Drombeg Stone Circle and Hayes’ Bar

On our way from Knockdrum Stone Fort to Drombeg Stone Circle you pass through Glandore. Glandore is right on the water at Glandore Harbour, a picture perfect spot with several restaurants that overlook the water and a great view. We chose Hayes’ Bar as it seemed quite crowded inside, usually a sign the food is good. Was it ever. Hayes’ Bar is an upscale restaurant in kind of a quirky space. It has a large local following and serves great food. I had the seafood pasta in above picture and it was filled with fresh caught seafood perfectly cooked. As always, homemade brown bread accompanied the meal. The day was a bit chilly or we would have taken advantage of the outdoor seating.

Gorgeous day with gorgeous views as we looked out over the inlet. Right across from the Bar is a garden put in and maintained by the locals. It is on quite a steep incline but their are benches to sit on as you enjoy the view and the quiet. Lovely spot and not on the beaten track. I think we were the only tourists there that day.

We followed directions to Drombeg Circle from Glandore. Just a short distance by car.

“Drombeg is probably Irelands most famous stone circle, it is a recumbent circle with the recumbent or altar stone lying to the south-west. The circle consists of seventeen pillar stones that are graded from the two large portal stones, each 2 metres high, at the north-east towards the recumbent stone. The pillar stones are local sandstone and the recumbent has two cup marks and what looks like an axe -carving on it’s upper surface. Towards the centre of the image left are two stones, male left, phallic shaped and the female right lozenge shaped.” excerpt from Megalithic Ireland http://www.megalithicireland.com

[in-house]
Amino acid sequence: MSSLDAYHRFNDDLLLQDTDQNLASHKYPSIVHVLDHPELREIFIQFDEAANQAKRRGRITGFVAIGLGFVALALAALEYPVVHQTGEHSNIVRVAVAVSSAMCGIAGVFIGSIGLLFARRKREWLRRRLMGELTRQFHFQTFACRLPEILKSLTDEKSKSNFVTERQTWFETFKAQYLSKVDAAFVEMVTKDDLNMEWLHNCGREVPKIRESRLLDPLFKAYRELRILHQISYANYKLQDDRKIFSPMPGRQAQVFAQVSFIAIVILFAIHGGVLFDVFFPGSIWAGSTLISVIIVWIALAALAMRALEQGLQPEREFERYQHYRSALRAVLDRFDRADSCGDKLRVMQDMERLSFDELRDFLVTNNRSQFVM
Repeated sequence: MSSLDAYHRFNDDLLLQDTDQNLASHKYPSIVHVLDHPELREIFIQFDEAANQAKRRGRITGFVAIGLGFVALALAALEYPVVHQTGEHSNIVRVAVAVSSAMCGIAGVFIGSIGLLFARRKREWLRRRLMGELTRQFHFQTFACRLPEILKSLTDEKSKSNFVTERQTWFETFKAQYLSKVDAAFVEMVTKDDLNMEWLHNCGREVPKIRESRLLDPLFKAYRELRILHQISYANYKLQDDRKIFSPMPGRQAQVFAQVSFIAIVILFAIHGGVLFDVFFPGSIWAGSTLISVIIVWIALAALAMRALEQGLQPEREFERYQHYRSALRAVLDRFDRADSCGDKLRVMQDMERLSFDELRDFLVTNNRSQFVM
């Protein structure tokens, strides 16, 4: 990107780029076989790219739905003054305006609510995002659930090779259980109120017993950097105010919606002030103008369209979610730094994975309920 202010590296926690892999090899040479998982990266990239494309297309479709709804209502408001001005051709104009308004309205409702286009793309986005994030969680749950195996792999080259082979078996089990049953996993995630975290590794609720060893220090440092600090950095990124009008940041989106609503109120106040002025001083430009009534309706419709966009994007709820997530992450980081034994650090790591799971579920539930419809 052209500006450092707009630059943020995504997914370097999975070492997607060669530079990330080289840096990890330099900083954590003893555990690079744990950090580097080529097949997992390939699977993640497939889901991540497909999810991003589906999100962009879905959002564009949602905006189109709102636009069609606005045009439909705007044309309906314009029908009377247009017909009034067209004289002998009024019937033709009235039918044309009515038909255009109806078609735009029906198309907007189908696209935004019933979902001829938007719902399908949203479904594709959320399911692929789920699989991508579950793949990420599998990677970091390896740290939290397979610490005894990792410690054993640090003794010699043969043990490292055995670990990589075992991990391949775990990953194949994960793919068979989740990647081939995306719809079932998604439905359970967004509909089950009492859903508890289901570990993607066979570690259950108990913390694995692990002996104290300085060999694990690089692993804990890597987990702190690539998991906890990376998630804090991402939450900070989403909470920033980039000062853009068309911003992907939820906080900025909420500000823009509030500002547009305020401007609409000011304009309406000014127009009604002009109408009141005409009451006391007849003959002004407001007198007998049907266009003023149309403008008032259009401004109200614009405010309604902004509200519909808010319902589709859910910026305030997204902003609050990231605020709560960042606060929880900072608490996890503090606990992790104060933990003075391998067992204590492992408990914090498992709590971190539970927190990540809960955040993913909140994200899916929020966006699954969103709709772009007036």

Drombed Stone Circle is set in the rolling hills of the Irish Countryside with distant views of the water. The Ancient Irish chose to locate their sacred sites on high points where the stars, sunrises and sunsets were easily seen.

This is a cooking site for the ancients. Heated stones would have been placed in the water basin and then wrapped meat would have been added to the heated water to cook.

Water was channeled to the cooking site to make the process less labor intensive.

Although you can’t see any tourists in these pictures, the site was quite crowded that day. My husband suggested I might have been a trifle pushy about getting photos without people. I just politely asked people to move and they were obliging. That’s my version and I’m sticking to it.

If you want the site to yourself, go in the early morning before the tourists are out and about.

These Ancient Sacred Sites are imbued with a sense of suspended time. The less crowded the site, the better your chance of tuning in to that feeling that ties you to the past. Beauty, serenity, quiet in the midst of the Ancient Irish — what more could you ask?

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